Internet Explorer is still an important browser, with a userbase large enough that few developers can afford to ignore—though sites that don’t need global appeal may well be able to safely ignore Internet Explorer 6—and at current rates it will remain important for a few years yet. But until and unless Microsoft makes its browser appeal to the influential geek demographic, it looks as if Internet Explorer has nowhere to go but down.
This article originally appeared on Ars Technica, Wired’s sister site for in-depth technology news.
Internet Explorer. That’s all you really need to say to raise a web designer’s blood pressure. And yes, we know IE is improving, but there are still plenty of users stuck on IE 8 and IE 7 (even IE 6) and you can’t just leave those browsers out in the cold.
The first method that came along to deal with IE’s rendering quirks were various CSS hacks — slip an underscore in here, add an asterisk there and you can target specific versions of IE in your stylesheets.
CSS hacks work well enough, but they’re a pain to maintain. Using conditional comments to load IE-only stylesheets is another option, but now you have extra HTTP requests and two stylesheets to maintain. You could also use conditional comments to add CSS classes to the <html> or <body> tags of your pages, but that increases the size of your pages in every browser.
The truth is there’s no perfect way to handle IE. Each method has its advantages and disadvantages and the right answer will vary from project to project.
We can’t tell you how to handle IE, but we can tell you that developer Mathias Bynens has put together a very well written and thorough rundown of all the different ways you can handle Internet Explorer’s rendering quirks — conditional stylesheets, conditional classnames and good old CSS hacks. Bynens also has a fourth option: combining conditional classnames with “safe” CSS hacks.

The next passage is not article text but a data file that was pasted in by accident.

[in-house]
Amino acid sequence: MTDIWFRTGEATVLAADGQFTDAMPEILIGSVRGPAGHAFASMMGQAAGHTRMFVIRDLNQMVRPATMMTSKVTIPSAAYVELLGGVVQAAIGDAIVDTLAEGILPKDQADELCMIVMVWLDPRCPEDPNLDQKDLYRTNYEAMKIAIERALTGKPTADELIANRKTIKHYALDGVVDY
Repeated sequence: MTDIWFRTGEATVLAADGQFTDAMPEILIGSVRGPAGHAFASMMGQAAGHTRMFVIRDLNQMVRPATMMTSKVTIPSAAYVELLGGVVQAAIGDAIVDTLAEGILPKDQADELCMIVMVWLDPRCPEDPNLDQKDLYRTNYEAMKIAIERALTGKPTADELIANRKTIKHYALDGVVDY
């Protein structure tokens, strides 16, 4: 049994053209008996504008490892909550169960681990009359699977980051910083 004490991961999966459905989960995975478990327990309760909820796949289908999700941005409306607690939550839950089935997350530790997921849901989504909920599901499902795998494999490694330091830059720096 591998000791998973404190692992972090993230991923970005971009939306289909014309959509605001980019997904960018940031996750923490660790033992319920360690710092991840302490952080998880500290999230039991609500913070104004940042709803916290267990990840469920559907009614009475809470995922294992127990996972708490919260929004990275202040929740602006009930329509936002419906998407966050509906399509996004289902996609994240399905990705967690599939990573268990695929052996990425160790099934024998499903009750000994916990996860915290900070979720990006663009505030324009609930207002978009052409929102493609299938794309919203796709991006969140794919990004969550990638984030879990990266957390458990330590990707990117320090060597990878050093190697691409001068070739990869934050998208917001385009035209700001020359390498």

Bynens defines “safe” CSS hacks as hacks that “work in specific versions of a given web browser” and are “unlikely to be parsed by all other browsers, including future versions.”
Regardless of how you choose to deal with Internet Explorer, the reality is you will have to deal with it. Bynens’ post makes a great primer on the various options available and is well worth adding to your bookmarks.
Web analytics firm StatCounter is reporting that Internet Explorer dipped below 50 percent in worldwide browser market share in September for the first time since the browser wars of a decade ago. The firm also notes that Chrome is now at 11.5 percent.
But have a look at Net Marketshare Hitslink, which shows IE still commands 60 percent worldwide. Net Marketshare also puts Chrome at just under eight percent, a notch above where it was in August.
At the beginning of each month, a new crop of browser market share stats are released. It’s the same three or four big firms that report the data, and each has its own methodology.
The numbers vary widely depending on who’s reporting them, and the results tend to get spun harder than the Sprewells on my Bugatti Veyron. Browser vendors, tech journalists, and SEO experts toss these numbers around as definitive proof that one browser is choking on its own vomit while another is going to take over the world and eat your children.
Of course, I would never say any of this data is bunk — each firm does solid work — but you should always look at all the reports and study their findings as a group.
That’s why my favorite chart is the one on Wikipedia, which collects the median values from the five biggest stats reporting firms and presents the broadest view (Note the current chart hasn’t been updated with September’s data).
The big takeaways from the latest numbers: Firefox is holding relatively steady and Chrome has officially become a Big Deal. But half of the worldwide browser share is a massive chunk, and IE is still a huge force, especially in the U.S. Its influence is certainly eroding worldwide, no doubt thanks to the EU ruling that Microsoft begin presenting a browser choice screen to Windows users in March, 2010.
The most important browser share stats to pay attention to are the ones that show usage on your own site. You should be running Omniture or Google Analytics or some other tracking app to study which browsers are hitting your site, then adjusting your own development strategy accordingly.